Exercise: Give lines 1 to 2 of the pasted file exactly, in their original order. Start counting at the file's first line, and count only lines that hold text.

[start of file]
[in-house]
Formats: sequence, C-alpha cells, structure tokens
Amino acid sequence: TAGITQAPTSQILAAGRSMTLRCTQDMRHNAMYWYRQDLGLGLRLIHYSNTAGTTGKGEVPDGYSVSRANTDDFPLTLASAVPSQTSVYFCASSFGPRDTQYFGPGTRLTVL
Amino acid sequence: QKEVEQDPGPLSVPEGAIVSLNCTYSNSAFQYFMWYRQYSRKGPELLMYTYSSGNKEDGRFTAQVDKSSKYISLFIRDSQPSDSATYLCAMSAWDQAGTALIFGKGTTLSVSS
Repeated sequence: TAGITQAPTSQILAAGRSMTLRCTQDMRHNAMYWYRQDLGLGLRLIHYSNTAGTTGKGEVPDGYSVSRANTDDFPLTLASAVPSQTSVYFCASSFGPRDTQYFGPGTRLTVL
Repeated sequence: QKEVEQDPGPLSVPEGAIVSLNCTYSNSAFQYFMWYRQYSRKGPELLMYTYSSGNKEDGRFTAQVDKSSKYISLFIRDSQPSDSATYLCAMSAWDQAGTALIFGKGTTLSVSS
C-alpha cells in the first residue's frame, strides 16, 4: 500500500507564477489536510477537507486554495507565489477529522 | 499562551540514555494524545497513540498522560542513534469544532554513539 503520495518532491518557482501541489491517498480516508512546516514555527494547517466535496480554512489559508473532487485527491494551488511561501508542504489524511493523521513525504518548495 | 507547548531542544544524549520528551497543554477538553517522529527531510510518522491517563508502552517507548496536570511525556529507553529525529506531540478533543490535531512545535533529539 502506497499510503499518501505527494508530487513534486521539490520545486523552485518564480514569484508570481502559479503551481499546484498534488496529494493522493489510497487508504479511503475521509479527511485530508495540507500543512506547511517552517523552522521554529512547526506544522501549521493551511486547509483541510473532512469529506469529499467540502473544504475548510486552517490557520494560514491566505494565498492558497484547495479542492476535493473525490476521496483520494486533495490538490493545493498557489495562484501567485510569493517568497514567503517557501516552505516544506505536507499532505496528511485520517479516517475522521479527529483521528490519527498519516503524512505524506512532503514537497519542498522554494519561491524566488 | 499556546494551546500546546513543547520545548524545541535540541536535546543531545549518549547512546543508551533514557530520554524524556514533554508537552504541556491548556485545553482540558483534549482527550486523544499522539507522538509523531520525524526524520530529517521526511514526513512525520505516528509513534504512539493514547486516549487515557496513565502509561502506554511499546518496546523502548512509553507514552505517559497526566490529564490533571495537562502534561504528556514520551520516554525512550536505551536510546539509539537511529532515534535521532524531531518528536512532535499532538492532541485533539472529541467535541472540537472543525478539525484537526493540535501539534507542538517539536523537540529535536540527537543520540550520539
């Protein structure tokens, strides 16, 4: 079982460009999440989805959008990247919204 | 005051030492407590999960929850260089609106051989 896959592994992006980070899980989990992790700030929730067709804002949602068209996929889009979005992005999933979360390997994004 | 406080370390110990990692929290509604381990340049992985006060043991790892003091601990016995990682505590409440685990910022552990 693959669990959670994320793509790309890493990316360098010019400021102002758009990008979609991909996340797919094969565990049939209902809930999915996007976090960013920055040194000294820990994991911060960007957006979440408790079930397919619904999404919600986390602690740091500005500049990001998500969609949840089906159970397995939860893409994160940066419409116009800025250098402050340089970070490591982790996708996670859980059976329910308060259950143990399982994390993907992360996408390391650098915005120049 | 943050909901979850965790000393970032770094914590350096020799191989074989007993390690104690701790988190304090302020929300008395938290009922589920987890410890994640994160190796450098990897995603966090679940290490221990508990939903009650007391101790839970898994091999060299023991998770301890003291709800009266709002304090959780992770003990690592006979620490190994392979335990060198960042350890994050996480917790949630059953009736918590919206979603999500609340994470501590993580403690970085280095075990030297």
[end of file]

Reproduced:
[in-house]
Formats: sequence, C-alpha cells, structure tokens